Can you tell what kind of message is being sent to Electronic Arts with the YouTube voting on the gameplay trailer for the newly-announced Command & Conquer Rivals mobile game? 244 upvotes. 7,900 downvotes.
The strategy game’s “reveal” trailer isn’t doing much better. A thousand up. Nineteen thousand down.
It’s about as easy to point and laugh at that kind of statistical debacle as it to smash the downvote button on a newly-announced game that most of us haven’t played yet. Both are understandable, though it’s a wonder how game companies keep allowing this to happen.
Surely EA had to know the displeasure it was going to receive bringing back a beloved decades-old franchise not in any type of PC real-time-strategy game glory but as a competitive phone game. Maybe they did and are just gritting their corporate teeth through it, trusting that any wave of negativity online won’t impact this game’s ability to find an audience on mobile. Market research may show they’ll have the last profitable laugh.
Then again, in the interest of being player-friendly, it sure would be nice if companies like EA would find a way to level with fans about the status of the franchise they’re awkwardly reviving. Go back to 2016 to another trailer-mass-downvote situation, when Nintendo brought back the Metroid series after a long hiatus with a four-player co-op game starring anonymous space cops. Is it not feasible to say: “We are also working on/considering other Metroid/Command-and-Conquer games?” Maybe try that next time?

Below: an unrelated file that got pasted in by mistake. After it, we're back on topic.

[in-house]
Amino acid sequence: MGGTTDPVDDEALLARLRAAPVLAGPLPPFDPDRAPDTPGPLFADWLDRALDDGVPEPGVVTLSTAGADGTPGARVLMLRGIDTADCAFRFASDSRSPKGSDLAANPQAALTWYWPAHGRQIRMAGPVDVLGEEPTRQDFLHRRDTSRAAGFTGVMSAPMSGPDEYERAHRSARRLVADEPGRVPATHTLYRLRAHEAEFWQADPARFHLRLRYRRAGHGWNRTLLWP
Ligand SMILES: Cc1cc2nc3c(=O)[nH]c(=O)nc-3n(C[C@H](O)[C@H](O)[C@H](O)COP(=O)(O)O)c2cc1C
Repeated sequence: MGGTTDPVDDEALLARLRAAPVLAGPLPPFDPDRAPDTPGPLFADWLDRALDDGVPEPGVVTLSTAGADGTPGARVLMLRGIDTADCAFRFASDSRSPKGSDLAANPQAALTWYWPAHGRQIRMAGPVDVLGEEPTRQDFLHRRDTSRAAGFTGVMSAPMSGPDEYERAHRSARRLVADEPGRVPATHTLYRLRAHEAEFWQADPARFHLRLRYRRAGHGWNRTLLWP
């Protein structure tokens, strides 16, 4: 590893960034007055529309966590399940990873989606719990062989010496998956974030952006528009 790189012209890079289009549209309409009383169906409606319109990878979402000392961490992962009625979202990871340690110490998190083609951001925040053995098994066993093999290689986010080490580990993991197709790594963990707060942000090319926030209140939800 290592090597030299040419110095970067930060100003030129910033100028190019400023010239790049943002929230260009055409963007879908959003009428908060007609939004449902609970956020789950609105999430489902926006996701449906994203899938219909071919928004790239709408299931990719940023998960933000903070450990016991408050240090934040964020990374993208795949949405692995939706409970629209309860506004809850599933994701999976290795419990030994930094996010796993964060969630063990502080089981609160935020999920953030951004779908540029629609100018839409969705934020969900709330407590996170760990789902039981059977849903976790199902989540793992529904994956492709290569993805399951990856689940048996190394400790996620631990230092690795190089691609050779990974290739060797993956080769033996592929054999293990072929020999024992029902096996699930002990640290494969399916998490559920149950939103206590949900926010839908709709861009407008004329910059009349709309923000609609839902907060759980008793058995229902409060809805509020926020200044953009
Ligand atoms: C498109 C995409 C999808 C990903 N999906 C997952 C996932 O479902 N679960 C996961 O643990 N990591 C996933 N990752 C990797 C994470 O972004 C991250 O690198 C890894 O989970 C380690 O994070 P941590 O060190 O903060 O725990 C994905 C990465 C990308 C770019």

Over on Twitter, there’s an official feed for the new C&C that’s trying to find some sunshine in this storm. It’s sporting a meagre 288 followers and has tweeted six times. Whoever is running it retweeted legendary esports figure Sean Plott yesterday. Plott wrote: “As much as I had the knee-jerk ‘wtf mobile RTS no way’ reaction, I’ve had the chance to play C&C Rivals and it's actually pretty tight. I’m very curious to see what it’ll be like once it hits full release.”
Game companies worry about how leaks might spoil the impact of a game announcement. But what about something like this? EA didn’t exactly set themselves up for a positive response.
Perhaps there’s no way around it, though. Such is the nature of E3, when game-makers and gamers are operating in a mode of anticipation and the facts of the present don’t matter much. Publishers and developers try to convince players that the games of the future will be terrific, and players react by providing their user reviews far in advance.